A short sketch on the Indian superhero and his background.
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Superman did it, Spiderman did it, even Tony Stark, the Iron Man did save people from under a falling mega structure skyscraper, so why shouldn’t Krrish bhaiyya? Krrish 3 will be challenging, not just for the makers, but for the audiences too. This is so mostly, because, as it seems from the promos released the previous day, Krrish 3 is a Bollywood takkar* to Hollywood superhero stalwarts.
In Koi Mil Gaya, Rohit Mehra meets an alien, reminding much of E.T. by Steven Spielberg, but unique in its rendering of themes such as friendship and humanity. Even though Koi Mil Gaya was a remake of E.T. in subject matter, it portrayed the story of an autistic boy and his friendship with Jaadu, an alien, rather than copying the Spielberg story of the bunch of kids rescuing the alien.
Even though Koi Mil Gaya was a successful film, it did not offer a superhero character to cherish as well as to sell in merchandise and comic books. This deficiency existed as if forever in Bollywood. In the 80s and 90s, experiments and attempts had been made to realize this dream of a Hindi-speaking and sentimental superhero. From Amitabh Bachchan and Mukesh Khanna, representatives of popular Bollywood to the murky Hindi art-cinema, tried their turn in jumping from the buildings and fighting bad guys in costumes.
None of them though became successful in garnering the mainstream interest as expected, except one. The youth/child population back then in the 90s or late 80s was not ready for a superhero, which could be one among them, who could speak Hindi. The reader, here, should not be diverted into the complicated argument who is the real consumer of superhero movies or shows.
One superhero caught major attention though—Shaktimaan. It was an attempt by Mukesh Khanna, a Bollywood actor, not surely as popular as Amitab, but obviously not less important in any sense. Mukesh Khanna was extremely successful with his mini-screen avatar called Shaktimaan. This series is still running in many networks inside India, including Pogo. Shaktimaan started as a TV series in September 27, 1997 in Doordarshan, India’s national network. If you calculate the period of telecast for this serial, it is a formidably long period.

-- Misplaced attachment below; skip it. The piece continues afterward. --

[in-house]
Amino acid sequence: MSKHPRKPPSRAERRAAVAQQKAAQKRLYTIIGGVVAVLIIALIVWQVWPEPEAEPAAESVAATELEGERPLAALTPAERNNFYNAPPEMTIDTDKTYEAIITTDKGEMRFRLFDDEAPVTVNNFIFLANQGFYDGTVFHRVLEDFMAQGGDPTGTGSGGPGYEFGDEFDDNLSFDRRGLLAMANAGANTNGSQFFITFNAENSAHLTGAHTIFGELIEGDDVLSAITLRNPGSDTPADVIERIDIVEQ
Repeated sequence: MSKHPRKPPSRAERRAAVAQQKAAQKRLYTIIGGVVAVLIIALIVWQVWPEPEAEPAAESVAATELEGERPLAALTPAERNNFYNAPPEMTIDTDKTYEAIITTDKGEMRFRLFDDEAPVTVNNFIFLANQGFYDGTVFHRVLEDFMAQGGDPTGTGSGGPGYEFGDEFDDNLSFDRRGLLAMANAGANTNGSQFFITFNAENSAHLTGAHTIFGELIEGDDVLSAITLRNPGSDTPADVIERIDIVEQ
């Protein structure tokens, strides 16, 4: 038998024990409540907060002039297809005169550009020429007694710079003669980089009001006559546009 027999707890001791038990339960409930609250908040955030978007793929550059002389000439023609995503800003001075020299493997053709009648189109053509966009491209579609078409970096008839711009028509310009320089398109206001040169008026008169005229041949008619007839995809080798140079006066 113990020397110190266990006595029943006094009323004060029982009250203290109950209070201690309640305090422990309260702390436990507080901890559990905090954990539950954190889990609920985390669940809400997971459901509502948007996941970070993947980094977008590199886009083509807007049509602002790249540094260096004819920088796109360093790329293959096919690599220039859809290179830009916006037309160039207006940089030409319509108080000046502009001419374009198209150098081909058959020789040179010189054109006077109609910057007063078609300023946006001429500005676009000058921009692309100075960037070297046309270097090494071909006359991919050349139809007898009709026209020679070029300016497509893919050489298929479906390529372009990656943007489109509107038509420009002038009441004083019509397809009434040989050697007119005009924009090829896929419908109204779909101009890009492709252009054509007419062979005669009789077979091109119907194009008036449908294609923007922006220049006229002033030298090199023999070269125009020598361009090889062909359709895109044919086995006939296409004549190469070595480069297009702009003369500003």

In the big screen, however, there never was a superhero, with a long lasting impact, which could bring the big money as a brand. Then, came Krrish.
Krrish is the alter ego of Krishna Mehra, the son of Rohit Mehra, the autistic boy, in Koi Mil Gaya, who was given special intellectual abilities by his alien friend, Jaadu. The movie Krrish is Krishna’s journey to find his father, Rohit, because Rohit is under the custody of an evil scientist Dr. Siddhant Arya in Singapore. Apparently, Filmkraft Productions Pvt. Ltd is counting Koi Mil Gaya as Krrish-1. The upcoming Krrish movie, which is the second movie to feature the adventures of Krishna Mehra, is thus Krrish-3.
Krrish 3 promos are released and fans are looking forward to see the new adventure of their hero. The promo, however, appears to the audiences a mixture of Matrix, Superman Returns, and Iron Man movies. In the promo, Krrish is shown to do many stunts that he did not do before, like battling in the sky, breaking walls, flying through the glass windows, etc. When a huge building is falling down, it is none other than Krrish who comes to rescue people. Let’s wait and see how well he does that.
Post Postum: Rohit seems to have developed a superior medicine from the magic Jaadu taught him. Perhaps, someone is trying to steal it from him. Will Rohit be able to use the medicine to cure Krrish, when he gets hurt in the battle? Or will the evil power that is shown rising in the promo (played by Vivek Oberoi), win the battle to conquer the world (which seems unlikely, given the stunts Krrish is able to perform now)? Will the evil power get his hands on the medicine Rohit developed?